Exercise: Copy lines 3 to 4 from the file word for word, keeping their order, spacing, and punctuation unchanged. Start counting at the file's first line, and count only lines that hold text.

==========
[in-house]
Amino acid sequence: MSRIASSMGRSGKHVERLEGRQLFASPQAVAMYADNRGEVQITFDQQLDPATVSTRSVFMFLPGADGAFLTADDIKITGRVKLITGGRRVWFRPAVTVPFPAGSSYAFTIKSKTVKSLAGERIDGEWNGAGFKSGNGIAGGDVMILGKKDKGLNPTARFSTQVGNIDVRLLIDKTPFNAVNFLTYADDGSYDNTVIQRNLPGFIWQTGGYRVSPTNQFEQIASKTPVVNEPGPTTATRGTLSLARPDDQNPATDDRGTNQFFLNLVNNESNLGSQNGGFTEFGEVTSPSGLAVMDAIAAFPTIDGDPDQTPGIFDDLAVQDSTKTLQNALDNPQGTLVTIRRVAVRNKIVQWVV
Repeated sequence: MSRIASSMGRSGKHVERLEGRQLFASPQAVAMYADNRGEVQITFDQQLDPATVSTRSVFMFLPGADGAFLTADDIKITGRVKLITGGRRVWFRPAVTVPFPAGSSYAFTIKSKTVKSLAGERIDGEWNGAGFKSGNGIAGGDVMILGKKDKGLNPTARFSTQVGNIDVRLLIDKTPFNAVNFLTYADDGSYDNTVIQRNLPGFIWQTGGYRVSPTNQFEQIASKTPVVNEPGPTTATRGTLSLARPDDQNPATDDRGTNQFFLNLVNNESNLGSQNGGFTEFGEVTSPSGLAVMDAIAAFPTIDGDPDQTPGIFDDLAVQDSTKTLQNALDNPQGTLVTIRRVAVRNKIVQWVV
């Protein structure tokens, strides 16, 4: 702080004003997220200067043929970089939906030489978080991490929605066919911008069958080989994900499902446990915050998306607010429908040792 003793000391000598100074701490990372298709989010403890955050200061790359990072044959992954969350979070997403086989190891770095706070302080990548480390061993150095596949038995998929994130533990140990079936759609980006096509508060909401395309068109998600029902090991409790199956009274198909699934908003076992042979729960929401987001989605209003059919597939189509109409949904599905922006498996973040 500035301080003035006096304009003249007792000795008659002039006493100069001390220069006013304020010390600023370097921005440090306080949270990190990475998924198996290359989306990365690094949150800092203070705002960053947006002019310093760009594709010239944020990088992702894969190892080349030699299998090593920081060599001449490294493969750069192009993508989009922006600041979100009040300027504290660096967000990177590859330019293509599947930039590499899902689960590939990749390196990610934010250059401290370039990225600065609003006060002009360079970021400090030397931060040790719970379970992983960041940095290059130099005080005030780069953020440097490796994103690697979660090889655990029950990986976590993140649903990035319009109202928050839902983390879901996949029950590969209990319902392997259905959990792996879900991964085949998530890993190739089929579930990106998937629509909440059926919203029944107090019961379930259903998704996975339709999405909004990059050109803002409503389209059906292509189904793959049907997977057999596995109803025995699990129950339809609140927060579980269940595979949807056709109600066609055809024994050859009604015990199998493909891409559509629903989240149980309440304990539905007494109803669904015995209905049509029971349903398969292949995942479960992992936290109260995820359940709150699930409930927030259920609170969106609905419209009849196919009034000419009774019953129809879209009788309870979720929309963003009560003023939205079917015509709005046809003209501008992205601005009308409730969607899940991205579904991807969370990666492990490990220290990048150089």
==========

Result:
Repeated sequence: MSRIASSMGRSGKHVERLEGRQLFASPQAVAMYADNRGEVQITFDQQLDPATVSTRSVFMFLPGADGAFLTADDIKITGRVKLITGGRRVWFRPAVTVPFPAGSSYAFTIKSKTVKSLAGERIDGEWNGAGFKSGNGIAGGDVMILGKKDKGLNPTARFSTQVGNIDVRLLIDKTPFNAVNFLTYADDGSYDNTVIQRNLPGFIWQTGGYRVSPTNQFEQIASKTPVVNEPGPTTATRGTLSLARPDDQNPATDDRGTNQFFLNLVNNESNLGSQNGGFTEFGEVTSPSGLAVMDAIAAFPTIDGDPDQTPGIFDDLAVQDSTKTLQNALDNPQGTLVTIRRVAVRNKIVQWVV
């Protein structure tokens, strides 16, 4: 702080004003997220200067043929970089939906030489978080991490929605066919911008069958080989994900499902446990915050998306607010429908040792 003793000391000598100074701490990372298709989010403890955050200061790359990072044959992954969350979070997403086989190891770095706070302080990548480390061993150095596949038995998929994130533990140990079936759609980006096509508060909401395309068109998600029902090991409790199956009274198909699934908003076992042979729960929401987001989605209003059919597939189509109409949904599905922006498996973040 500035301080003035006096304009003249007792000795008659002039006493100069001390220069006013304020010390600023370097921005440090306080949270990190990475998924198996290359989306990365690094949150800092203070705002960053947006002019310093760009594709010239944020990088992702894969190892080349030699299998090593920081060599001449490294493969750069192009993508989009922006600041979100009040300027504290660096967000990177590859330019293509599947930039590499899902689960590939990749390196990610934010250059401290370039990225600065609003006060002009360079970021400090030397931060040790719970379970992983960041940095290059130099005080005030780069953020440097490796994103690697979660090889655990029950990986976590993140649903990035319009109202928050839902983390879901996949029950590969209990319902392997259905959990792996879900991964085949998530890993190739089929579930990106998937629509909440059926919203029944107090019961379930259903998704996975339709999405909004990059050109803002409503389209059906292509189904793959049907997977057999596995109803025995699990129950339809609140927060579980269940595979949807056709109600066609055809024994050859009604015990199998493909891409559509629903989240149980309440304990539905007494109803669904015995209905049509029971349903398969292949995942479960992992936290109260995820359940709150699930409930927030259920609170969106609905419209009849196919009034000419009774019953129809879209009788309870979720929309963003009560003023939205079917015509709005046809003209501008992205601005009308409730969607899940991205579904991807969370990666492990490990220290990048150089």